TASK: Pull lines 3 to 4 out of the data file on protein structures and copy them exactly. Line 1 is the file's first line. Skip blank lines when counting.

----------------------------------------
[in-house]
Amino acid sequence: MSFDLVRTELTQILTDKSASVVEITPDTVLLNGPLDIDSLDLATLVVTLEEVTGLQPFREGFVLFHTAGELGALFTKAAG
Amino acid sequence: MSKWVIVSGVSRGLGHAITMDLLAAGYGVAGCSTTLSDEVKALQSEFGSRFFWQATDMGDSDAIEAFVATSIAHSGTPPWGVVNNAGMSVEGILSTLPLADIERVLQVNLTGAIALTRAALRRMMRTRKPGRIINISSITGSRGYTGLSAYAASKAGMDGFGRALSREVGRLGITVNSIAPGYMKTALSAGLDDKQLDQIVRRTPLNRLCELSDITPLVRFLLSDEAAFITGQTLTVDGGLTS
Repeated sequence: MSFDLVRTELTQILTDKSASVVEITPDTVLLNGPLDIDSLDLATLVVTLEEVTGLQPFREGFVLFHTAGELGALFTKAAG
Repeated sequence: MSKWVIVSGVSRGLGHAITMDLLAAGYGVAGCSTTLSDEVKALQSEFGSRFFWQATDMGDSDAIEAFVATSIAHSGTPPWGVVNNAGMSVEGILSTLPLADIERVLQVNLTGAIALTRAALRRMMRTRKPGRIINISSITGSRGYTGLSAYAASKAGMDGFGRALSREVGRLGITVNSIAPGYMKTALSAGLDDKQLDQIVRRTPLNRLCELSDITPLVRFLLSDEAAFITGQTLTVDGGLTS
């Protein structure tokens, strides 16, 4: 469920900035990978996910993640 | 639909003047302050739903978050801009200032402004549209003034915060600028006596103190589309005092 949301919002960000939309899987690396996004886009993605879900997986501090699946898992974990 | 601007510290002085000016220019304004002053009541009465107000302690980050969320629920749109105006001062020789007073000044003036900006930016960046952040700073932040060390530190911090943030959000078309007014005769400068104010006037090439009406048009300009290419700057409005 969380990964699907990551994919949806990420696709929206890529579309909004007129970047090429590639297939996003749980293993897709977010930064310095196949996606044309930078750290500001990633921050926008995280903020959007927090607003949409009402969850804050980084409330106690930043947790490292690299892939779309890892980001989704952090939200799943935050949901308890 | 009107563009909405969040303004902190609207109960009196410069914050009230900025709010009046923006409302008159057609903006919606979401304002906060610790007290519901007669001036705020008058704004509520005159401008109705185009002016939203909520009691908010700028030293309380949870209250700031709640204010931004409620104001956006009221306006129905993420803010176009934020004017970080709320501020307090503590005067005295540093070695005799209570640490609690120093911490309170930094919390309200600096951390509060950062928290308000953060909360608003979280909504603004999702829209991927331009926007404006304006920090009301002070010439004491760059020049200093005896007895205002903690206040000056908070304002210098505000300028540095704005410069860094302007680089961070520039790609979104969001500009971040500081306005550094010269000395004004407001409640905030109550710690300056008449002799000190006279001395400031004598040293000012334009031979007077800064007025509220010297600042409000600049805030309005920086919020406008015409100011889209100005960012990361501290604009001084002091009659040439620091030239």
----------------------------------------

Amino acid sequence: MSKWVIVSGVSRGLGHAITMDLLAAGYGVAGCSTTLSDEVKALQSEFGSRFFWQATDMGDSDAIEAFVATSIAHSGTPPWGVVNNAGMSVEGILSTLPLADIERVLQVNLTGAIALTRAALRRMMRTRKPGRIINISSITGSRGYTGLSAYAASKAGMDGFGRALSREVGRLGITVNSIAPGYMKTALSAGLDDKQLDQIVRRTPLNRLCELSDITPLVRFLLSDEAAFITGQTLTVDGGLTS
Repeated sequence: MSFDLVRTELTQILTDKSASVVEITPDTVLLNGPLDIDSLDLATLVVTLEEVTGLQPFREGFVLFHTAGELGALFTKAAG